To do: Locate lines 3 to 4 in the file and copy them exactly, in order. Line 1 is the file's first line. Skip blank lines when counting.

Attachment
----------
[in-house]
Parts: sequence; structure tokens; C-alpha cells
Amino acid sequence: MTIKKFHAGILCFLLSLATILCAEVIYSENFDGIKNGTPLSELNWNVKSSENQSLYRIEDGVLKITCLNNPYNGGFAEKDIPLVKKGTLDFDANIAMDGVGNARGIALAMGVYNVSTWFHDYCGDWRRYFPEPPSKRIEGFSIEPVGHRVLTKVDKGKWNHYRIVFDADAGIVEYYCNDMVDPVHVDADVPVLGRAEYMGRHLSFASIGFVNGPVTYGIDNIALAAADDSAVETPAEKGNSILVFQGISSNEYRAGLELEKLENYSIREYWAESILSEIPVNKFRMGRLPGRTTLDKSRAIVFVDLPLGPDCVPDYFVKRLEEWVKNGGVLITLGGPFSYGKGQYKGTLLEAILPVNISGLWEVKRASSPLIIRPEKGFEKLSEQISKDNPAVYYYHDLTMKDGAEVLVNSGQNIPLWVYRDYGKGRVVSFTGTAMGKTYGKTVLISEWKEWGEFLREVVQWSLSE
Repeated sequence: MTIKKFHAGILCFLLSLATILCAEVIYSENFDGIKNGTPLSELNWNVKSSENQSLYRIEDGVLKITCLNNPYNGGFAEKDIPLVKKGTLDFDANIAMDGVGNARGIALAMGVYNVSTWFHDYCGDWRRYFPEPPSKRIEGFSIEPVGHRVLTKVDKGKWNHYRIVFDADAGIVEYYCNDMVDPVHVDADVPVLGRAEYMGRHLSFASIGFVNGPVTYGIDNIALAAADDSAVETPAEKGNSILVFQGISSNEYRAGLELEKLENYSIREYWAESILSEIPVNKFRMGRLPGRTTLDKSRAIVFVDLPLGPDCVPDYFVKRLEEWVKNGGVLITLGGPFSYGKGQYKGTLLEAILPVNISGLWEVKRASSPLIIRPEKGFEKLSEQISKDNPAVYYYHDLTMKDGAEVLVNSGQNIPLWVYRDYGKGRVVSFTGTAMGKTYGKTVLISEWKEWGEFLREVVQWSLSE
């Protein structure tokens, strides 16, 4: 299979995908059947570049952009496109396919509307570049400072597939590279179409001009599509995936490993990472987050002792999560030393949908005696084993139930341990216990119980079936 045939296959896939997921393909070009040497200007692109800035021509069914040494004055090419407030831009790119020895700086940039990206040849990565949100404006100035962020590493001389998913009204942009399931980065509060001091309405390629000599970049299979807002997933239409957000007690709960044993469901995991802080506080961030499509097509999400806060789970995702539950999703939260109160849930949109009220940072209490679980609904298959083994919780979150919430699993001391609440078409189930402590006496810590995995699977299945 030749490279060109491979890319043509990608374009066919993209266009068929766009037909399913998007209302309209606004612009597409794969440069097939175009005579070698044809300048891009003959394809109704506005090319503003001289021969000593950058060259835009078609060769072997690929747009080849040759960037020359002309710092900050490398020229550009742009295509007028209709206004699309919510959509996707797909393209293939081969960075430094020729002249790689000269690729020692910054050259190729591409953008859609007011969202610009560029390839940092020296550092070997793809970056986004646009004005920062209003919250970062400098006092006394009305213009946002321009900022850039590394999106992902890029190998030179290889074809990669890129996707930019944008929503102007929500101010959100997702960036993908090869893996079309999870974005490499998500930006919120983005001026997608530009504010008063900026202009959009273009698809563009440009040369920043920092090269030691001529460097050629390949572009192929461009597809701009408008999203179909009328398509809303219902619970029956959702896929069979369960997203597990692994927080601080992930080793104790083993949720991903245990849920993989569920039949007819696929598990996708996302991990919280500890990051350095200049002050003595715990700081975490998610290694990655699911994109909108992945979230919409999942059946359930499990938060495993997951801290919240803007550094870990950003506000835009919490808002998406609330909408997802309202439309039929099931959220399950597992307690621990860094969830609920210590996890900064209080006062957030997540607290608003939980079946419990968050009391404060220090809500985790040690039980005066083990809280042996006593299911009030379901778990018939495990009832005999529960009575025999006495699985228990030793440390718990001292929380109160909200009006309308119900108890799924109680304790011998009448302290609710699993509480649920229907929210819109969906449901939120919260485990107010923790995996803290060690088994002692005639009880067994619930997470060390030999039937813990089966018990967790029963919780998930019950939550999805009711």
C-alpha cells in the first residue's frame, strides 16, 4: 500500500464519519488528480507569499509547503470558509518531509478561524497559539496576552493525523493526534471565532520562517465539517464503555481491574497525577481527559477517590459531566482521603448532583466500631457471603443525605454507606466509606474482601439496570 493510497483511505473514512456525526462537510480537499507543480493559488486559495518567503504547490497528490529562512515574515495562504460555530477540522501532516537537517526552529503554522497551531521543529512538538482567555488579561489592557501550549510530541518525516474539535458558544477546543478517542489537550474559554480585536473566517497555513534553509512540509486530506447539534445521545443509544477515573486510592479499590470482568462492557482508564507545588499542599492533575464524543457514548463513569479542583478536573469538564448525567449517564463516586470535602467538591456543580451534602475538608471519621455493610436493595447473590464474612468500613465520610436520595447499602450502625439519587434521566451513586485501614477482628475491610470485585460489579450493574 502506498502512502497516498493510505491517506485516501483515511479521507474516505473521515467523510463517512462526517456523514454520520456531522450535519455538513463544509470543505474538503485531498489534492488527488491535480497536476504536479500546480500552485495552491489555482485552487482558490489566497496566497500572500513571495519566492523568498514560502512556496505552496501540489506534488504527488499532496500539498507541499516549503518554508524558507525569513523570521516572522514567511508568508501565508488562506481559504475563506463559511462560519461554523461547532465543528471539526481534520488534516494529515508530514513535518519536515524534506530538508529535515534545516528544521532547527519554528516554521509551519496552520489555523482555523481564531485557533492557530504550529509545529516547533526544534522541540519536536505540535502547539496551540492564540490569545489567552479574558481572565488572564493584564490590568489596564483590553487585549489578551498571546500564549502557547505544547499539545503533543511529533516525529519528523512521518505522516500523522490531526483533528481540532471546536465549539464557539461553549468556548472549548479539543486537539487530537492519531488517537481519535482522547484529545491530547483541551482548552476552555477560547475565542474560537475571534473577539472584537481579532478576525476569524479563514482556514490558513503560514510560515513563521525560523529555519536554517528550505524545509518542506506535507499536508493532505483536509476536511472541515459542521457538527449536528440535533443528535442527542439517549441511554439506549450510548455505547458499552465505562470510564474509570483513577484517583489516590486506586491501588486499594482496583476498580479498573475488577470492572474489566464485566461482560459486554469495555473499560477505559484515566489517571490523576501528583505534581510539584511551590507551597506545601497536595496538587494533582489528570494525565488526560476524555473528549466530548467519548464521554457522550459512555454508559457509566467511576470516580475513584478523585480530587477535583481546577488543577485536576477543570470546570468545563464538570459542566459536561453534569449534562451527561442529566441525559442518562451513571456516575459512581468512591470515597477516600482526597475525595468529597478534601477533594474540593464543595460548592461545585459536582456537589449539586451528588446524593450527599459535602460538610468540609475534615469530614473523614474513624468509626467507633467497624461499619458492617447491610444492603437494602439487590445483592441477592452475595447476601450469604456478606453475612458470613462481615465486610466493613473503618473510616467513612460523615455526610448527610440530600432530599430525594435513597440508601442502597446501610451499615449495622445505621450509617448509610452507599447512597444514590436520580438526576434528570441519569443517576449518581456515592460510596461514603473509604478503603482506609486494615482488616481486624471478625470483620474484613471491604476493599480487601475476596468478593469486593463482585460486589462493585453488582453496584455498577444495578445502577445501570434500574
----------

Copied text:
Amino acid sequence: MTIKKFHAGILCFLLSLATILCAEVIYSENFDGIKNGTPLSELNWNVKSSENQSLYRIEDGVLKITCLNNPYNGGFAEKDIPLVKKGTLDFDANIAMDGVGNARGIALAMGVYNVSTWFHDYCGDWRRYFPEPPSKRIEGFSIEPVGHRVLTKVDKGKWNHYRIVFDADAGIVEYYCNDMVDPVHVDADVPVLGRAEYMGRHLSFASIGFVNGPVTYGIDNIALAAADDSAVETPAEKGNSILVFQGISSNEYRAGLELEKLENYSIREYWAESILSEIPVNKFRMGRLPGRTTLDKSRAIVFVDLPLGPDCVPDYFVKRLEEWVKNGGVLITLGGPFSYGKGQYKGTLLEAILPVNISGLWEVKRASSPLIIRPEKGFEKLSEQISKDNPAVYYYHDLTMKDGAEVLVNSGQNIPLWVYRDYGKGRVVSFTGTAMGKTYGKTVLISEWKEWGEFLREVVQWSLSE
Repeated sequence: MTIKKFHAGILCFLLSLATILCAEVIYSENFDGIKNGTPLSELNWNVKSSENQSLYRIEDGVLKITCLNNPYNGGFAEKDIPLVKKGTLDFDANIAMDGVGNARGIALAMGVYNVSTWFHDYCGDWRRYFPEPPSKRIEGFSIEPVGHRVLTKVDKGKWNHYRIVFDADAGIVEYYCNDMVDPVHVDADVPVLGRAEYMGRHLSFASIGFVNGPVTYGIDNIALAAADDSAVETPAEKGNSILVFQGISSNEYRAGLELEKLENYSIREYWAESILSEIPVNKFRMGRLPGRTTLDKSRAIVFVDLPLGPDCVPDYFVKRLEEWVKNGGVLITLGGPFSYGKGQYKGTLLEAILPVNISGLWEVKRASSPLIIRPEKGFEKLSEQISKDNPAVYYYHDLTMKDGAEVLVNSGQNIPLWVYRDYGKGRVVSFTGTAMGKTYGKTVLISEWKEWGEFLREVVQWSLSE